Housing investors and advocates are embracing a new strategy to keep struggling borrowers in their homes: Purchasing houses from homeowners who can no longer afford to pay the mortgage, then leasing the property back to the previous owner at an affordable rent.
The strategy looks like a winner for both homeowners and banks. The homeowner gets to stay put and the stress of paying what has become an unaffordable mortgage disappears. Meanwhile, the lender doesn't have to foreclose, which is costly and usually results in a vacant home they have to maintain until they can sell.
The problem is the strategy is prohibited. The nation's major banks and mortgage companies, as well as housing giants Fannie Mae and Freddie Mac, typically bar the previous owners from remaining in their properties after homes are sold for less than the value of the outstanding mortgage -- what is known as a short sale.
With nearly one in every five homeowners owing more on their home than it's worth, and millions of homeowners on the verge of foreclosure, short sales are on the rise. Last year, there were 26,000 more short sales than in 2010, according to Hope Now.
At the same time short sales are increasing, there continues to be an oversupply of vacant homes, with nearly one in every ten houses sitting empty, according to the Census Bureau. The flood of vacant homes is hampering a rebound of the housing market, say economists, by keeping home prices low. It makes sense, then, to try to avoid bringing more empty homes onto the market.
But in fact, the banks refuse to allow these kinds of transactions unless the buyers sign legal documents promising they will not rent the property back to the previous owner. The restrictions are designed to limit fraud: If a struggling homeowner can sell the property for less than what they owe the bank and remain in the home, they could find a partner to buy the home at the reduced price, and together they could then sell the home and split any profits.
However, this seemingly sensible provision is now having an unintended effect, staunching what many experts portray as a promising way to bolster the troubled housing market: inviting investors to buy distressed homes en masse and then rent them out.
"All these government agencies, Fannie, Freddie, the Federal Housing Administration, they all have this policy," said Jorge Newbery, director of American Homeowner Preservation, a company that buys homes and rents them back to the previous owner. "They have all this rhetoric about keeping families in their homes, but then it's just pushed to the side. What they're doing just seems punitive and illogical."
The short sale policy is recent. Freddie Mac and Bank of America adopted it in summer 2010, with Citigroup following in early 2011. Wells Fargo and J.P. Morgan Chase declined to comment on the timing of their policies.
Investors say the policy is just bad business. "Short sales are a third of our market, and they'd sell faster if we could just rent them back to the previous owner," said Steve Schmitz, chief executive officer of American Residential Properties, a firm that bought and then rented over 500 foreclosed properties in the Southwest. The firm is also nearing completion on a $100 million deal to acquire an additional 800 foreclosed properties.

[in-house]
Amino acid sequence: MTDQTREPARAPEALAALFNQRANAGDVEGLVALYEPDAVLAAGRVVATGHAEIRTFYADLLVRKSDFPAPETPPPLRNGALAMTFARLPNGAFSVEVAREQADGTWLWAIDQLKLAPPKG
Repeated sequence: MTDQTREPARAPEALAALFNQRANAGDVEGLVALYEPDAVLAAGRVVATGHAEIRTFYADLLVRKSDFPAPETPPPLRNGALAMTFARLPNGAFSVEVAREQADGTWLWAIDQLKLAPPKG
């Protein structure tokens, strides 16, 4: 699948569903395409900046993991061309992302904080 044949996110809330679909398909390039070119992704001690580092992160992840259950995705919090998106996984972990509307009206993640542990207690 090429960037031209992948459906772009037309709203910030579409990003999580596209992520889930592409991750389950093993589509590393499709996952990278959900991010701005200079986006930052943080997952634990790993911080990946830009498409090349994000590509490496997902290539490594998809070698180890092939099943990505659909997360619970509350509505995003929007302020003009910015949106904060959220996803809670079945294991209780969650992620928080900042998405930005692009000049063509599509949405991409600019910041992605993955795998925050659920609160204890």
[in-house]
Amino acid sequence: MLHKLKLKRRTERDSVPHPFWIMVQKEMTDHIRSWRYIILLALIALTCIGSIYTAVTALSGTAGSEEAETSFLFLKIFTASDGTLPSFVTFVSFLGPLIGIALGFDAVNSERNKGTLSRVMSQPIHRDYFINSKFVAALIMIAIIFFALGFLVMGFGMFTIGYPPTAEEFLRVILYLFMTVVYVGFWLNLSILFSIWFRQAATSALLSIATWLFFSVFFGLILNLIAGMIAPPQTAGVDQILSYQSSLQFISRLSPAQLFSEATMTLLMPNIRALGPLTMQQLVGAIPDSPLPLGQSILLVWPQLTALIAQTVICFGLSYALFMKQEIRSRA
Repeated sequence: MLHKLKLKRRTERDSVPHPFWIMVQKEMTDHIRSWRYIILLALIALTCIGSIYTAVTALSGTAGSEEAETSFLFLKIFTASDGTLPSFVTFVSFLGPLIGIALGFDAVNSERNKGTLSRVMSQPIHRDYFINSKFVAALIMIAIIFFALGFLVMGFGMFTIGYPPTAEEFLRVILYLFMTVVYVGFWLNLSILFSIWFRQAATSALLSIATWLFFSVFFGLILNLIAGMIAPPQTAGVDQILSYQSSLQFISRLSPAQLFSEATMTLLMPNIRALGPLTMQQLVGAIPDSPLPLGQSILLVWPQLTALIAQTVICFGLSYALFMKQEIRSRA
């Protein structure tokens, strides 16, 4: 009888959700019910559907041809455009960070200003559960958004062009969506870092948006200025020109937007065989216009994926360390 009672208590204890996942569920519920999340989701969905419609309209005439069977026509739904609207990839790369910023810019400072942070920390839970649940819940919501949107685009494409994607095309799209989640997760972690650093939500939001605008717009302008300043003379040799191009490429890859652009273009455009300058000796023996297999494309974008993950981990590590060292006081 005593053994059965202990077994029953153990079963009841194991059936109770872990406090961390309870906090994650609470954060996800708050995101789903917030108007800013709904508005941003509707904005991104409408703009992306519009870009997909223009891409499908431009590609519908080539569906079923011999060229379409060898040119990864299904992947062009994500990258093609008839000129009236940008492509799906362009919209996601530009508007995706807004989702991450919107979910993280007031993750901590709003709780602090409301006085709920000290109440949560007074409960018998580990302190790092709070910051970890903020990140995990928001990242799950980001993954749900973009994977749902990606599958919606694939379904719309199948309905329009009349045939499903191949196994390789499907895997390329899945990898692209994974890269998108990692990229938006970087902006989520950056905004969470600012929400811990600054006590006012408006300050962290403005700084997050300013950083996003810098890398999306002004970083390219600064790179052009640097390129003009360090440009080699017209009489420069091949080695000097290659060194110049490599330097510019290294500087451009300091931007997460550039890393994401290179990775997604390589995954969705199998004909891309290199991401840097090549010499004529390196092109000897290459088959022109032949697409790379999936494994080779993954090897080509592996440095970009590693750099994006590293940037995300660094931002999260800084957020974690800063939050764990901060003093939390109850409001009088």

According to Schmitz, the prohibition on short sales also makes impossible what could otherwise be a win-win transaction.
"The best deal for everyone is where we can lease it back to the previous owner," he said. "The homeowner isn't being kicked out. Their kids can stay in the same schools. For us, we don't have to pay a leasing commission or have a vacant home. The bank wins because we'd be willing to pay more money for that house if we could lease it back to the previous owner. The community wins because there's never a vacant home in the neighborhood."
Ivy Zelman, chief executive officer at financial analysis firm Zelman and Associates, disagrees with the assertion that the restrictions impede short sales. "I don't think it's an issue for the single-family rental market, as investors rehab homes and have enough tenants to rent them to other than the former mortgage holders."
Last month, the Federal Reserve Board released a 26-page paper that supports converting foreclosed properties to rental units. According to that report, now is an unusually good time for such a strategy because demand for owner-occupied homes remains low, demand for rental properties is rising, and the problem of banks' continued hesitance to offer mortgages to everyday Americans means the situation won't resolve anytime soon. The Federal Housing Finance Agency, which oversees Freddie Mac and Fannie Mae, is also currently reviewing proposals from potential buyers to convert the two companies' foreclosed properties to rental units.
Though the Fed report and the FHFA program focused on already-foreclosed properties -- as opposed to short sales, which function as an alternative to foreclosure -- the same argument applies to both, said Newbery of the American Homeowner Preservation.
"If you have a borrower who can't afford to own the home anymore, but can afford to rent it, and wants to rent it, why wouldn't you let them?" Newbery said. "Why would you bring another vacant home on to this market if you didn't have to?"
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